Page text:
Bump Stocks

Wednesday, February 21, 2018Screen Shot 2018-02-21 at 8.39.32 AM

Good Wednesday morning,
Here are some of the stories making news in Washington and politics today:
  • President Trump ordered the Justice Department to propose a ban on bump stocks, which make semiautomatic guns more lethal. We cannot merely take actions that make us feel like we are making a difference, Mr. Trump said.

  • A lawyer has been charged with lying to the special counsel investigating Russian election interference. His firm was accused of whitewashing abuses by the former president of Ukraine in cooperation with Paul Manafort, the former Trump campaign chairman.

  • Jared Kushner is resisting giving up his access to highly classified information, prompting an internal struggle with John Kelly, the White House chief of staff, over who should be allowed to see some of the nation’s most sensitive secrets.

  • Trying to shift the blame for Russian meddling in the 2016 election, Mr. Trump suggested that the previous administration did not do enough to prevent the influence campaign.

  • The Trump administration took another swipe at the Affordable Care Act, proposing new rules making it much easier for consumers to buy cheaper policies that do not comply with coverage requirements of the law.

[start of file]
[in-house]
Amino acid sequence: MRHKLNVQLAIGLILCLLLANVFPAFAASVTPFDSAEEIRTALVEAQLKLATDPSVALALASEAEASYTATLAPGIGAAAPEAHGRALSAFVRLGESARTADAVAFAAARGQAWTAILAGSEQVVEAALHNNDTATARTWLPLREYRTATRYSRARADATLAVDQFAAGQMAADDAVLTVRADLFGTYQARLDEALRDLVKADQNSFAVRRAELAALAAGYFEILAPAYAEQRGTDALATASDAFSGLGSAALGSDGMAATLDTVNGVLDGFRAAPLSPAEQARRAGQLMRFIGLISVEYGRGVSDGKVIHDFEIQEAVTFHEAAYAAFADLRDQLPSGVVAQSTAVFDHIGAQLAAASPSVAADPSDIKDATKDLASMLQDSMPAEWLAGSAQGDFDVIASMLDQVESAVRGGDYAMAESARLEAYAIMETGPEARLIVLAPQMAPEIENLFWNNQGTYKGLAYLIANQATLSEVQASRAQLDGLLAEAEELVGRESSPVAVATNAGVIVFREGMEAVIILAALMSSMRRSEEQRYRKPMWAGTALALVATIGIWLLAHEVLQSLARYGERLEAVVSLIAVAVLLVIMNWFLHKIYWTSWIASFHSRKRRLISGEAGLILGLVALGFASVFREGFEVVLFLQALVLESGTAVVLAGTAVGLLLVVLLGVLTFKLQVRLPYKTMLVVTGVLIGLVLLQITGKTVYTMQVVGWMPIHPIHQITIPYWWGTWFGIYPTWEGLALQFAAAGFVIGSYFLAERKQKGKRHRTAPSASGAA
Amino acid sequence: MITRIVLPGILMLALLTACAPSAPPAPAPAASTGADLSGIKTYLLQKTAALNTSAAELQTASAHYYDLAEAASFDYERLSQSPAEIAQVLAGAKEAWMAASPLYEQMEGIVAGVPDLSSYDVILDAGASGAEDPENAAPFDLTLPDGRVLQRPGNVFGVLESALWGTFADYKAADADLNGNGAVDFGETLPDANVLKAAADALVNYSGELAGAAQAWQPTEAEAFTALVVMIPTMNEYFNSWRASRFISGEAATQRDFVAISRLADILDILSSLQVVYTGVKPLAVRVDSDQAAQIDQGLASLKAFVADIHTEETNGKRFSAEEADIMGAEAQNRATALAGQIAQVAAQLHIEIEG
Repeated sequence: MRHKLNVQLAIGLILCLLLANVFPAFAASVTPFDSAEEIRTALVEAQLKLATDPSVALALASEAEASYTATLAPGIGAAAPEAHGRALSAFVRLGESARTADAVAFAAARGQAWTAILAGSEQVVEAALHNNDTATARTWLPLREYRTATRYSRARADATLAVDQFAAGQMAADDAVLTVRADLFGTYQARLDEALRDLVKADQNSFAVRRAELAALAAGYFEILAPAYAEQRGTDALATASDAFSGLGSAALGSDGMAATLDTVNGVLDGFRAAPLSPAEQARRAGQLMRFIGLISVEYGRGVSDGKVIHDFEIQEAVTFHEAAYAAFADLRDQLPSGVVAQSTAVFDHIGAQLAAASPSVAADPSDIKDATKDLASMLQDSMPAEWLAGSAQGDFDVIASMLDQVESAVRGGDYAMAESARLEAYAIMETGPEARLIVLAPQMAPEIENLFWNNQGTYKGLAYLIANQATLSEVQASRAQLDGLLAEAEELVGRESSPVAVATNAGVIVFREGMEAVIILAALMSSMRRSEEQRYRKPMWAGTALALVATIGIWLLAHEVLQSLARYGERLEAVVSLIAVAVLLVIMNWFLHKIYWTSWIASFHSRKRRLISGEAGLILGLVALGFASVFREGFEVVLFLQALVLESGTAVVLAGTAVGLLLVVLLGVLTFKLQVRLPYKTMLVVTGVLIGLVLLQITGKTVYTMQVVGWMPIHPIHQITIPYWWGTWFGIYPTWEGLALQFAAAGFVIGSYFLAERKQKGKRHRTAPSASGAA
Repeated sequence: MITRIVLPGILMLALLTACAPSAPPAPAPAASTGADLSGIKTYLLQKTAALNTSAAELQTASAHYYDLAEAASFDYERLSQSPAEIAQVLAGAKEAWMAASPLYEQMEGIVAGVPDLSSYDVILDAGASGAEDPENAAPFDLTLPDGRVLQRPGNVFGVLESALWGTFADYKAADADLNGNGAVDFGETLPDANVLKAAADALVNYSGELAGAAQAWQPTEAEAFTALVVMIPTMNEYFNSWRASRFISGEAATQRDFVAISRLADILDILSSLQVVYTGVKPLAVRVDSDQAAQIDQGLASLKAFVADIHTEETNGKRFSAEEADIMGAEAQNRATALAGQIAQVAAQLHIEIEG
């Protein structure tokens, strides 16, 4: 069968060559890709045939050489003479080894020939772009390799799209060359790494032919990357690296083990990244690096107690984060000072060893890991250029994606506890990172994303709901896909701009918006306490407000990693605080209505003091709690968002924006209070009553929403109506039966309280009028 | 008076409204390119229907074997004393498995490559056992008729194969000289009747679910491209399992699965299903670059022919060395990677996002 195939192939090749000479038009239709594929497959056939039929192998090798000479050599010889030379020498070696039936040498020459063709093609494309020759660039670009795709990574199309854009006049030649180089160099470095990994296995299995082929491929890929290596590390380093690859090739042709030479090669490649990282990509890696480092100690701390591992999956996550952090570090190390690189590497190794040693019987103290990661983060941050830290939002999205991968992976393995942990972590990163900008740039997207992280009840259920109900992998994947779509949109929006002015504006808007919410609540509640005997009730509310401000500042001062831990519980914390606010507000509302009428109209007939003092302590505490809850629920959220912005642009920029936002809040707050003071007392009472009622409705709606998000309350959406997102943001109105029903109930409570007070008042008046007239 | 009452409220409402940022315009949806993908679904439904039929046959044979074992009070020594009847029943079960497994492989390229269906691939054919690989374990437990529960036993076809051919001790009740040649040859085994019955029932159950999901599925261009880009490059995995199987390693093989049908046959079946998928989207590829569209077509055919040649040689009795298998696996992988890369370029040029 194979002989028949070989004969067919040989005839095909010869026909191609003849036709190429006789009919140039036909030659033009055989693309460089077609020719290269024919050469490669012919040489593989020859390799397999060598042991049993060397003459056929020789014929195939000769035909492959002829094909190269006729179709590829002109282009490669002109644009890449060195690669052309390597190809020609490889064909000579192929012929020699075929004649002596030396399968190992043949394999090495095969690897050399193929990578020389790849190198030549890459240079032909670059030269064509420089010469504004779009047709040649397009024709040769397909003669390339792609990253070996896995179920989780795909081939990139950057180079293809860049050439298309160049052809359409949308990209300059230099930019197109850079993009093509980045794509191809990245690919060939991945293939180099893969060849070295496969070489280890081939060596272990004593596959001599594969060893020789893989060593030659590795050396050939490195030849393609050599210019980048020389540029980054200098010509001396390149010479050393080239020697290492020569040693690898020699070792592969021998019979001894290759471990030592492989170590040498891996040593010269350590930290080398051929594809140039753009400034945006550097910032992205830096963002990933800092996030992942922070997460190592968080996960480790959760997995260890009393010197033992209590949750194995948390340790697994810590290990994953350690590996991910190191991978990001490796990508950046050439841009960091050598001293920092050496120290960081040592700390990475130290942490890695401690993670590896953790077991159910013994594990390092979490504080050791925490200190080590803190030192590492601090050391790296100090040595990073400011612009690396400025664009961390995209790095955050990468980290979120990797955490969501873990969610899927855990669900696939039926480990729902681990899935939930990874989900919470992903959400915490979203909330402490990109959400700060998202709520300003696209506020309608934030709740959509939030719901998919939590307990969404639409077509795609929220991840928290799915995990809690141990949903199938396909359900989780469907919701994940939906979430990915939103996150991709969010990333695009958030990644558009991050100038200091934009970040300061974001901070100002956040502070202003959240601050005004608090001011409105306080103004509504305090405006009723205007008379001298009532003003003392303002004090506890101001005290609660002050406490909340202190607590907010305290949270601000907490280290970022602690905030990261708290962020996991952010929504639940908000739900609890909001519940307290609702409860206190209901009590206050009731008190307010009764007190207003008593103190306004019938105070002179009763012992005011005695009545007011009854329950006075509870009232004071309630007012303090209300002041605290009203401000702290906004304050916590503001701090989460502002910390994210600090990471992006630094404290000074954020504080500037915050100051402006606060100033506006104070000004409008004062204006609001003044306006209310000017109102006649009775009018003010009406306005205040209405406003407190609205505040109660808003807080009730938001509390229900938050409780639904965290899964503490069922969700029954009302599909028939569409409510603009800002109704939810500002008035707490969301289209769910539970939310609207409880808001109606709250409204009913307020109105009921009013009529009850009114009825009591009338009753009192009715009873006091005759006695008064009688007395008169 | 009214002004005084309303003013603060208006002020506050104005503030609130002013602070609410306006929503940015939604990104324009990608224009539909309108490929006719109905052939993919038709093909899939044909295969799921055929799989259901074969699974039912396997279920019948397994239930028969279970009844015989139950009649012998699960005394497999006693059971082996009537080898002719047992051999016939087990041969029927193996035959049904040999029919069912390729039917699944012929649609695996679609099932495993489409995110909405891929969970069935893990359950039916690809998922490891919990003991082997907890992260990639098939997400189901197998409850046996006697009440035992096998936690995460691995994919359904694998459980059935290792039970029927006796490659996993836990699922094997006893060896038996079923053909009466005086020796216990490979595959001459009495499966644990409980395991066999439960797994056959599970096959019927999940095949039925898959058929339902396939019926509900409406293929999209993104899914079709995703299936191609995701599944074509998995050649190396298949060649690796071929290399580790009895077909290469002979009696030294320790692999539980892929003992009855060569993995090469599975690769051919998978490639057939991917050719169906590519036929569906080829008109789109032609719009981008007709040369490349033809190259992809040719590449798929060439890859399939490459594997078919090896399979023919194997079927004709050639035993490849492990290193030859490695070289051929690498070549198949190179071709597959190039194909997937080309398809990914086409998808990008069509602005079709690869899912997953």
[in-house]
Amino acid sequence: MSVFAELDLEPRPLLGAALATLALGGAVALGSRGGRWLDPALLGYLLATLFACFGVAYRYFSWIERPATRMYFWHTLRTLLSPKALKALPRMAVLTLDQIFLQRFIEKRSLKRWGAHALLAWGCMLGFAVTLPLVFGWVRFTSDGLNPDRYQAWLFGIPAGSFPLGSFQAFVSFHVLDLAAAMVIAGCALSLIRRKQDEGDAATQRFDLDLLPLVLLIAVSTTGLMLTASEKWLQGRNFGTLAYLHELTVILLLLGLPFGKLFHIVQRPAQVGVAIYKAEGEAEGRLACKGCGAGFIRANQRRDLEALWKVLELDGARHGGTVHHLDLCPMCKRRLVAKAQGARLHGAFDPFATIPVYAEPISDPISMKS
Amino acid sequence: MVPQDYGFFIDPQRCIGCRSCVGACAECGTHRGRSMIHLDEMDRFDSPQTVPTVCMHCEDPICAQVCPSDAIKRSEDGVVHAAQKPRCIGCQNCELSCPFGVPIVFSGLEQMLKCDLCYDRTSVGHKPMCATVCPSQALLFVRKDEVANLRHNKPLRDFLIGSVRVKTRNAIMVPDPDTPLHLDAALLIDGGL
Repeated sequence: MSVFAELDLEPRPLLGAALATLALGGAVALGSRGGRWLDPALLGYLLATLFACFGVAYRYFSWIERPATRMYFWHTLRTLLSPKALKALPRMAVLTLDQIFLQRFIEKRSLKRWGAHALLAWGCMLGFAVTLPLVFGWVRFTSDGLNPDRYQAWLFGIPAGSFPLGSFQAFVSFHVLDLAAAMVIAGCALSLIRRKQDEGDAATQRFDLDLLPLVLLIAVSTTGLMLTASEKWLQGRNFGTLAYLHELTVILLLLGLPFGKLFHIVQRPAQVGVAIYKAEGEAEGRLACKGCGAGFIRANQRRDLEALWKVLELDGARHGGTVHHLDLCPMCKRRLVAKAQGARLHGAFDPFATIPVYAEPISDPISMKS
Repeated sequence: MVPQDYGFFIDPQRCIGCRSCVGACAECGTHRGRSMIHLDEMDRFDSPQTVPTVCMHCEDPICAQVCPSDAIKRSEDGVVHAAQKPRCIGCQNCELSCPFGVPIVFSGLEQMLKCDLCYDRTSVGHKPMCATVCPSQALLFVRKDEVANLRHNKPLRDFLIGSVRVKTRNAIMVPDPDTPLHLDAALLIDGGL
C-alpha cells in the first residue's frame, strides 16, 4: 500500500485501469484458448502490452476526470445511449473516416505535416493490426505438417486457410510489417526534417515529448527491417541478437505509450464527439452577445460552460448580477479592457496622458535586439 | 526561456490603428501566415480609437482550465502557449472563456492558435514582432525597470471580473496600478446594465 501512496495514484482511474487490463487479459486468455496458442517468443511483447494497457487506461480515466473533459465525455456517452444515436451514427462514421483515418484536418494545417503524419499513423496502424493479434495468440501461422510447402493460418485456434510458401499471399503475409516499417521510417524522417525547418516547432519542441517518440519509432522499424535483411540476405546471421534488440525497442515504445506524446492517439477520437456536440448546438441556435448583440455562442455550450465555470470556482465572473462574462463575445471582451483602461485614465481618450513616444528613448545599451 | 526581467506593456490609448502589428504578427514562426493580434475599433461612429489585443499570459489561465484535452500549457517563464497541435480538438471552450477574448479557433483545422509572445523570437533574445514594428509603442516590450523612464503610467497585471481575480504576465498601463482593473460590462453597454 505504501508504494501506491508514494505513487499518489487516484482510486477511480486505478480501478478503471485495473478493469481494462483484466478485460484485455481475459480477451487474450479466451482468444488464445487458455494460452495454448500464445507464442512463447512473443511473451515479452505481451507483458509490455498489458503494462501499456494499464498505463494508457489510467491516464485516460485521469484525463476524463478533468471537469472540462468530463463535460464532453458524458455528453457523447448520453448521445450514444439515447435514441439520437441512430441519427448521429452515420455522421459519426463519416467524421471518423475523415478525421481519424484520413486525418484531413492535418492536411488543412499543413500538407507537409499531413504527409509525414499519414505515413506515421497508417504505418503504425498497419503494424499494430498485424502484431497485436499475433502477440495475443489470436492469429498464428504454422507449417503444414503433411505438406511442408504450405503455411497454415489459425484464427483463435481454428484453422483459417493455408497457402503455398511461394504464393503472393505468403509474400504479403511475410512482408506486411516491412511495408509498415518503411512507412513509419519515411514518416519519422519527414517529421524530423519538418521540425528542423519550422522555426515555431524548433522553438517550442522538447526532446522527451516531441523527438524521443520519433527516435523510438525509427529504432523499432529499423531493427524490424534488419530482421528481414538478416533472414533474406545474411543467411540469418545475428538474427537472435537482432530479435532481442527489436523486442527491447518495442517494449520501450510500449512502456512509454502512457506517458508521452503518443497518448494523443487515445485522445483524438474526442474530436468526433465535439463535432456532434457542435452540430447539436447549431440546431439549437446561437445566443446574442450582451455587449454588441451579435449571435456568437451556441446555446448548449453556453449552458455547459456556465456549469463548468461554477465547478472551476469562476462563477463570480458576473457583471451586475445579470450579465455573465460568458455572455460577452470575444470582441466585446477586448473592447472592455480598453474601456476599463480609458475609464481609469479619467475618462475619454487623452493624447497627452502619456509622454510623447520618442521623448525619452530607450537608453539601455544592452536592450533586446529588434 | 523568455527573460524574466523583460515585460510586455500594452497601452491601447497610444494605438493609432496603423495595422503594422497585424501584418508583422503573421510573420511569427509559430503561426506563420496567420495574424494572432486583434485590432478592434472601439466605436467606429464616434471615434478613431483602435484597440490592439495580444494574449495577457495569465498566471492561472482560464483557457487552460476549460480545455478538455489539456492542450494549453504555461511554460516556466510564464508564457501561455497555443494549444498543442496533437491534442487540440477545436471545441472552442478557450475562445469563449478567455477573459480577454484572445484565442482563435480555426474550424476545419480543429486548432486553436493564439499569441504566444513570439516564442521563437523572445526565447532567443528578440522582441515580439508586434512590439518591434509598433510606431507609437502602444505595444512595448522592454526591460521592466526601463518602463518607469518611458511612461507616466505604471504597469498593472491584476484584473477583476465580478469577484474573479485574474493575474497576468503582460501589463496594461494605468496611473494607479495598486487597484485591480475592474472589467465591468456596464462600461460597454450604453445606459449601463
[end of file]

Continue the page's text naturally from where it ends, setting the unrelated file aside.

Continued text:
— The First Draft Team
The Upshot

The New Pennsylvania House Districts Are In. We Review the Mapmakers’ Choices

By NATE COHN, MATTHEW BLOCH AND KEVIN QUEALY
Perhaps no event will do more to reshape the fight for control of the House than the new congressional map just released by the Pennsylvania Supreme Court.
At stake was the fate of a Republican gerrymander that intended to cement a 13-5 Republican advantage in an evenly divided state. Now the Republicans will have little to no advantage at all.
Democrats couldn’t have asked for much more from the new map. It’s arguably even better for them than the maps they proposed themselves. Over all, a half-dozen competitive Republican-held congressional districts move to the left, endangering several incumbent Republicans, one of whom may now be all but doomed to defeat, and improving Democratic standing in two open races.
Based on recent election results, the new congressional map comes very close to achieving partisan balance.
Read more »
A special award given for coverage of connections between the Trump campaign and Russia was shared between staffs at The Washington Post and The New York Times.

Polk Awards Honor Articles on Russia Investigation and #MeToo Movement

By EMILY COCHRANE

Journalists from The Washington Post and The New York Times who uncovered ties between the Trump campaign and Russia were among the winners of the George Polk Awards.

The state of California argued that the waiting period was justified by the need to conduct background checks and the desirability of a “cooling off” period for gun buyers inclined to commit immediate violence.

Justices Won’t Hear Case on Waiting Period for Gun Purchases

By ADAM LIPTAK

Justice Clarence Thomas dissented, saying the court had turned the Second Amendment into a “constitutional orphan.”

Alex M. Azar II, the new secretary of health and human services, drafted the new rules with the Treasury and Labor departments.